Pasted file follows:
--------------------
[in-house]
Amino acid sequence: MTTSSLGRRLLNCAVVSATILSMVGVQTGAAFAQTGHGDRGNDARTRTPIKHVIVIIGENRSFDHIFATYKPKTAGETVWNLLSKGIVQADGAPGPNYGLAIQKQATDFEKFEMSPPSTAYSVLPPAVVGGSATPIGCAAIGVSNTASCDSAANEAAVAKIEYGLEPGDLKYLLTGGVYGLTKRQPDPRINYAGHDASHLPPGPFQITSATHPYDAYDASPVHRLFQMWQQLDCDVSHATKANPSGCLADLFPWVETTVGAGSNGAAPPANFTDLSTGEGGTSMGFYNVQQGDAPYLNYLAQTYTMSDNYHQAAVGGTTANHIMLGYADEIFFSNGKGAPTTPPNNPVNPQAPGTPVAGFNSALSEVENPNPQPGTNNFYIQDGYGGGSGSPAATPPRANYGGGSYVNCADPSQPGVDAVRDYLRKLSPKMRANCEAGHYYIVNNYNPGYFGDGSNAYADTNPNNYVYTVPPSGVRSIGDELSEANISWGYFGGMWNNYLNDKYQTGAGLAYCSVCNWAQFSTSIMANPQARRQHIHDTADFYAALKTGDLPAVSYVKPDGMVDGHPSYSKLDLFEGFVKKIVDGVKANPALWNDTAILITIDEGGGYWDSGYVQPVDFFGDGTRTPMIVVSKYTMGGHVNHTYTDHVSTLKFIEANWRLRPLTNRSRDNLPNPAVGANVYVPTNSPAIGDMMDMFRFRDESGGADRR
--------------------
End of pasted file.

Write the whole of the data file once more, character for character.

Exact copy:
[in-house]
Amino acid sequence: MTTSSLGRRLLNCAVVSATILSMVGVQTGAAFAQTGHGDRGNDARTRTPIKHVIVIIGENRSFDHIFATYKPKTAGETVWNLLSKGIVQADGAPGPNYGLAIQKQATDFEKFEMSPPSTAYSVLPPAVVGGSATPIGCAAIGVSNTASCDSAANEAAVAKIEYGLEPGDLKYLLTGGVYGLTKRQPDPRINYAGHDASHLPPGPFQITSATHPYDAYDASPVHRLFQMWQQLDCDVSHATKANPSGCLADLFPWVETTVGAGSNGAAPPANFTDLSTGEGGTSMGFYNVQQGDAPYLNYLAQTYTMSDNYHQAAVGGTTANHIMLGYADEIFFSNGKGAPTTPPNNPVNPQAPGTPVAGFNSALSEVENPNPQPGTNNFYIQDGYGGGSGSPAATPPRANYGGGSYVNCADPSQPGVDAVRDYLRKLSPKMRANCEAGHYYIVNNYNPGYFGDGSNAYADTNPNNYVYTVPPSGVRSIGDELSEANISWGYFGGMWNNYLNDKYQTGAGLAYCSVCNWAQFSTSIMANPQARRQHIHDTADFYAALKTGDLPAVSYVKPDGMVDGHPSYSKLDLFEGFVKKIVDGVKANPALWNDTAILITIDEGGGYWDSGYVQPVDFFGDGTRTPMIVVSKYTMGGHVNHTYTDHVSTLKFIEANWRLRPLTNRSRDNLPNPAVGANVYVPTNSPAIGDMMDMFRFRDESGGADRR